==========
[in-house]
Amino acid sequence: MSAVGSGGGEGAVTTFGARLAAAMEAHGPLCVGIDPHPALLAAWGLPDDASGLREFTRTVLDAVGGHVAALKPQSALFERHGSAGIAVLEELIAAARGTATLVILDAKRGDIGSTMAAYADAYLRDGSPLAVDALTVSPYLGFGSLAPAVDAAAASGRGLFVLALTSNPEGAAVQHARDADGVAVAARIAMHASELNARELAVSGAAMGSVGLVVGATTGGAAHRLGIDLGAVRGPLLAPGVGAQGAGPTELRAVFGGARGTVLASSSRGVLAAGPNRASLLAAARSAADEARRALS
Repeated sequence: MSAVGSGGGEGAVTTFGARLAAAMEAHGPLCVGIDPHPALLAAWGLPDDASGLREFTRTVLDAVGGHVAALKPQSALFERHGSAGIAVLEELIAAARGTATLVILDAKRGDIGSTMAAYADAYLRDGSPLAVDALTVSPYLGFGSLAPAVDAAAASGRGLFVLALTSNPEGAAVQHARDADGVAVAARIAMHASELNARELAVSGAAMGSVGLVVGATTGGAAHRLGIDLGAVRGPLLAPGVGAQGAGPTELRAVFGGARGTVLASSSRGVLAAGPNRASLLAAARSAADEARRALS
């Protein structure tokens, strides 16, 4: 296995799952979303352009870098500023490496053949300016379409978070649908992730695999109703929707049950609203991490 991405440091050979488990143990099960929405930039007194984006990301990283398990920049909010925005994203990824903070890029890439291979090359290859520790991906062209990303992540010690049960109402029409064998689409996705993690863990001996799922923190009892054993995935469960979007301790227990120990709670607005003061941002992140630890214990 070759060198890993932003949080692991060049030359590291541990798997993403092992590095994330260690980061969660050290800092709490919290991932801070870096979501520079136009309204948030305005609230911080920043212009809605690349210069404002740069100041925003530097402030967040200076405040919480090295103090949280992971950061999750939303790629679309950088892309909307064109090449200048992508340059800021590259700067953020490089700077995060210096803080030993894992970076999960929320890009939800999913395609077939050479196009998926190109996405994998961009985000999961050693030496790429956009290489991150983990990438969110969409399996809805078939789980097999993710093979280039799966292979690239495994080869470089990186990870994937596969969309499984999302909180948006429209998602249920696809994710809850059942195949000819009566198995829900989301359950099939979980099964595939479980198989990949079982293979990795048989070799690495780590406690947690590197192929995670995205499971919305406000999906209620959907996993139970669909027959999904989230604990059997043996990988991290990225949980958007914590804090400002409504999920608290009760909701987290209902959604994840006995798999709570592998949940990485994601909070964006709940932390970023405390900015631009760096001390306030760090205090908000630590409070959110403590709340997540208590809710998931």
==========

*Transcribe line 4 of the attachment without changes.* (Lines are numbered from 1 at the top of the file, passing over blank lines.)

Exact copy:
């Protein structure tokens, strides 16, 4: 296995799952979303352009870098500023490496053949300016379409978070649908992730695999109703929707049950609203991490 991405440091050979488990143990099960929405930039007194984006990301990283398990920049909010925005994203990824903070890029890439291979090359290859520790991906062209990303992540010690049960109402029409064998689409996705993690863990001996799922923190009892054993995935469960979007301790227990120990709670607005003061941002992140630890214990 070759060198890993932003949080692991060049030359590291541990798997993403092992590095994330260690980061969660050290800092709490919290991932801070870096979501520079136009309204948030305005609230911080920043212009809605690349210069404002740069100041925003530097402030967040200076405040919480090295103090949280992971950061999750939303790629679309950088892309909307064109090449200048992508340059800021590259700067953020490089700077995060210096803080030993894992970076999960929320890009939800999913395609077939050479196009998926190109996405994998961009985000999961050693030496790429956009290489991150983990990438969110969409399996809805078939789980097999993710093979280039799966292979690239495994080869470089990186990870994937596969969309499984999302909180948006429209998602249920696809994710809850059942195949000819009566198995829900989301359950099939979980099964595939479980198989990949079982293979990795048989070799690495780590406690947690590197192929995670995205499971919305406000999906209620959907996993139970669909027959999904989230604990059997043996990988991290990225949980958007914590804090400002409504999920608290009760909701987290209902959604994840006995798999709570592998949940990485994601909070964006709940932390970023405390900015631009760096001390306030760090205090908000630590409070959110403590709340997540208590809710998931």